Age Group: 5 Years - Adult
The violin is one of the most widely recognized musical instruments among children and adults of all ages. It’s a beautiful instrument, both to look at and to listen to. If you’re thinking about taking violin lessons, be prepared to find benefits in several surprising ways! The benefits of playing violin go far beyond just gaining the ability to play beautiful music on a new instrument. Take a look at what else the violin can do for you:
Increased arm strength: You may find yourself tiring quickly after playing the violin when you first start out. This is completely normal. As your arm muscles and upper body become stronger, this problem soon dissipates. The result? Stronger arms without making a single trip to the gym.
Improved finger dexterity: As you learn more difficult songs on the violin, you’ll feel the fingers on your left hand strain to reach certain strings. The fingers on your right hand must learn to control the bow, which takes precision as well. Over time, the strain disappears as your fingers become more flexible. This makes it possible to play exciting new techniques later down the road.
Improved posture: Another one of the benefits of playing violin is that it requires you to sit up straight and tall. Before you know it, you’ll find your back and shoulders becoming stronger and able to support your upper body with better posture.
Better coordination and motor skills: When you’re playing the violin, you need to coordinate both your fingers and your arms simultaneously. Pressing a string with your left hand must match up with the movement of the bow in your right in order to play correctly. In this way, learning the violin increases your coordination.
Improved concentration: It takes effort to learn how to read violin music and translate the notes on a piece of paper into beautiful sounds. You must remain focused while practicing the violin to benefit from it, so playing the instrument inherently improves your concentration and attention span.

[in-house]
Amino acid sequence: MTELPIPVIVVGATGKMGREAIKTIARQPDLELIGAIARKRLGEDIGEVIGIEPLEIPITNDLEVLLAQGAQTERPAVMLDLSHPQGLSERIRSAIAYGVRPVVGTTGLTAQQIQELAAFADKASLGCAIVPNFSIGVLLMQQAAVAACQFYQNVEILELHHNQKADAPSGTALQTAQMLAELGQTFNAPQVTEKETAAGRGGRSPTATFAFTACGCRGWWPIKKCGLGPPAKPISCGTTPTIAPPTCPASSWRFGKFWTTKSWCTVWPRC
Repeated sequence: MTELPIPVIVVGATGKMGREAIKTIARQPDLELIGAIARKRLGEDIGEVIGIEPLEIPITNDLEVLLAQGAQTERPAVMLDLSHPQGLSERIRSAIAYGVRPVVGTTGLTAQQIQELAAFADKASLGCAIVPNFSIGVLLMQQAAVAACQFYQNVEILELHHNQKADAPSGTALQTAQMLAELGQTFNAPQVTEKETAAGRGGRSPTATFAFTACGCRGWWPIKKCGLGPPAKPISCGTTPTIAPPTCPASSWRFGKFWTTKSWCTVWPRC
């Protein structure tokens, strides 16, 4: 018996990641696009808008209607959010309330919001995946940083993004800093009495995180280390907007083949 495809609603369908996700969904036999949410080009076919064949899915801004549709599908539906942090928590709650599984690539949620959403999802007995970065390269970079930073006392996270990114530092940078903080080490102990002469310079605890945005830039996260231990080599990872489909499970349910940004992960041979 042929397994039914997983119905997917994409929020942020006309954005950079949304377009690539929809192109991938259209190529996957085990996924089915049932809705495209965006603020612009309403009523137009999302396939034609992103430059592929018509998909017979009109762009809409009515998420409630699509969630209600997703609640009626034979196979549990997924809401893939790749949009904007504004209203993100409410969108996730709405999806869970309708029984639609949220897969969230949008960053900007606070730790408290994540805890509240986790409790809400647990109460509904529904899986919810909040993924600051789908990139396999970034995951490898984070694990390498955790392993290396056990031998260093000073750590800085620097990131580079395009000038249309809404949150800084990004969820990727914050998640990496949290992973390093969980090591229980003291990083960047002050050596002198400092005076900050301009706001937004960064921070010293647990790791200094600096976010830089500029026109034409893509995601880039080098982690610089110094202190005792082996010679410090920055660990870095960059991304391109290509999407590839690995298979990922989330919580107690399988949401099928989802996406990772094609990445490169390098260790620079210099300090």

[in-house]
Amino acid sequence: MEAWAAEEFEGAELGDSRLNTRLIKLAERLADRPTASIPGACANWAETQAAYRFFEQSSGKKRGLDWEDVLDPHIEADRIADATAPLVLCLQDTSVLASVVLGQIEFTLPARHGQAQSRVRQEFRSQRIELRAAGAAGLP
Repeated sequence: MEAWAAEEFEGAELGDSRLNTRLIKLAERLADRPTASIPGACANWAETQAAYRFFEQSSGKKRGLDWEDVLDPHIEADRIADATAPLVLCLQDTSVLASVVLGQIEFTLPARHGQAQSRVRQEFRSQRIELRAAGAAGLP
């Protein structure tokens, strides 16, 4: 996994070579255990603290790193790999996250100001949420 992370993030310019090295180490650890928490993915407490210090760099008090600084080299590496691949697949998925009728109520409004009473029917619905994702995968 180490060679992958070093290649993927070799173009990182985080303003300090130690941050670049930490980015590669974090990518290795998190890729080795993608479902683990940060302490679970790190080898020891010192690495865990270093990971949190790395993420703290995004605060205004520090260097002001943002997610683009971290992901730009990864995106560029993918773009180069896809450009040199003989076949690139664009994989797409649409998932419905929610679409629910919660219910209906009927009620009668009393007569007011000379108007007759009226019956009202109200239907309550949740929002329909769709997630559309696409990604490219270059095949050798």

Sharpened memory: Your muscle memory will improve as you become more proficient at playing violin. It also gives you the opportunity to memorize songs and play without sheet music, which sharpens your memory even more.
Lower stress levels: On a stressful day, playing the violin is a healthy way to let off some steam. The sound of the music itself can be calming, and playing a song you know well can provide relaxation through the familiarity of the piece. After practicing, you may feel as though you just finished an effective therapy session!
Boosted academic skills: According to a study review presented by the Willson Center for Humanities and Arts, school-age children who play the violin often see a boost in academic achievement compared to their non-musical peers. Various studies cited in the review explain that there’s a commonality of skills associated with playing the violin and excelling in school. These skills include focused attention, critical thinking, problem solving, and familiarity with teacher-student mentorship.
Greater confidence: Playing in front of a group of people at a concert or recital is nerve-wracking. However, putting yourself out there and trying something outside your comfort zone can give you better self-confidence in other areas of your life, such as giving speeches in class.
Stronger collaboration skills: This is another one of the benefits of playing violin if you’re an orchestra member. Since each person needs to plays their individual parts just right, you learn to hold up your end by practicing and mastering even the trickiest spots in the song.
Greater sense of community: Playing the violin automatically gives you something to talk about with others who also play the instrument or are simply musically inclined. You’ll feel part of something important, which can bring great fulfillment to your life.
Increased feelings of accomplishment: When you dedicate yourself to learning the violin, it can feel like an awesome accomplishment. You may realize you can do difficult things and achieve the goals you set for yourself. It’s OK to feel proud for doing well at a performance or triumphing over a particularly difficult piece. In fact, it’s this feeling of accomplishment that may help you stick with it!
Dependant on number of student